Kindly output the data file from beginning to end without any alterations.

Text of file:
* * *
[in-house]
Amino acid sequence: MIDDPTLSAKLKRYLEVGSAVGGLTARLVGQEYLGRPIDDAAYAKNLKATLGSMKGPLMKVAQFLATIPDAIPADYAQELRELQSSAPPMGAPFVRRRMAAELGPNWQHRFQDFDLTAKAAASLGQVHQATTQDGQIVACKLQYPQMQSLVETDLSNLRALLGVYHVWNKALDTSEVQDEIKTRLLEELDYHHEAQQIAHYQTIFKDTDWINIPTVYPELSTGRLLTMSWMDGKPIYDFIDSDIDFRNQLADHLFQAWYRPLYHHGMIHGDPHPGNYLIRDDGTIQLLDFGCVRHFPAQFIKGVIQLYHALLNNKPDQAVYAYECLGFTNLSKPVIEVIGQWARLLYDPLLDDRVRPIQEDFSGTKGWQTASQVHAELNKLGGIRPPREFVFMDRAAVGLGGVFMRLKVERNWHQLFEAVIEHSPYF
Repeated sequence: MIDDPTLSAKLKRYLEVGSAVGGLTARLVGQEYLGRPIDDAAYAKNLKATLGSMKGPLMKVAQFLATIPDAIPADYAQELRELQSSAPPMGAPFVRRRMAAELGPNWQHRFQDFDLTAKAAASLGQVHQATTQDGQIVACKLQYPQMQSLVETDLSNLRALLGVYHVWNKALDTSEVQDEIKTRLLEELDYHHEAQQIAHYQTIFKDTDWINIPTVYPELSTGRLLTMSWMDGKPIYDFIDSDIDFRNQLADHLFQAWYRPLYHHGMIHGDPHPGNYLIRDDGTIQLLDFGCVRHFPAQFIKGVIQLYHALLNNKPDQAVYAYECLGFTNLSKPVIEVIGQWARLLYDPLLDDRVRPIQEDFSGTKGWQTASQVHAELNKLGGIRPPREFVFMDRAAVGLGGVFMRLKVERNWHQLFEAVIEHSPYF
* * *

[in-house]
Amino acid sequence: MIDDPTLSAKLKRYLEVGSAVGGLTARLVGQEYLGRPIDDAAYAKNLKATLGSMKGPLMKVAQFLATIPDAIPADYAQELRELQSSAPPMGAPFVRRRMAAELGPNWQHRFQDFDLTAKAAASLGQVHQATTQDGQIVACKLQYPQMQSLVETDLSNLRALLGVYHVWNKALDTSEVQDEIKTRLLEELDYHHEAQQIAHYQTIFKDTDWINIPTVYPELSTGRLLTMSWMDGKPIYDFIDSDIDFRNQLADHLFQAWYRPLYHHGMIHGDPHPGNYLIRDDGTIQLLDFGCVRHFPAQFIKGVIQLYHALLNNKPDQAVYAYECLGFTNLSKPVIEVIGQWARLLYDPLLDDRVRPIQEDFSGTKGWQTASQVHAELNKLGGIRPPREFVFMDRAAVGLGGVFMRLKVERNWHQLFEAVIEHSPYF
Repeated sequence: MIDDPTLSAKLKRYLEVGSAVGGLTARLVGQEYLGRPIDDAAYAKNLKATLGSMKGPLMKVAQFLATIPDAIPADYAQELRELQSSAPPMGAPFVRRRMAAELGPNWQHRFQDFDLTAKAAASLGQVHQATTQDGQIVACKLQYPQMQSLVETDLSNLRALLGVYHVWNKALDTSEVQDEIKTRLLEELDYHHEAQQIAHYQTIFKDTDWINIPTVYPELSTGRLLTMSWMDGKPIYDFIDSDIDFRNQLADHLFQAWYRPLYHHGMIHGDPHPGNYLIRDDGTIQLLDFGCVRHFPAQFIKGVIQLYHALLNNKPDQAVYAYECLGFTNLSKPVIEVIGQWARLLYDPLLDDRVRPIQEDFSGTKGWQTASQVHAELNKLGGIRPPREFVFMDRAAVGLGGVFMRLKVERNWHQLFEAVIEHSPYF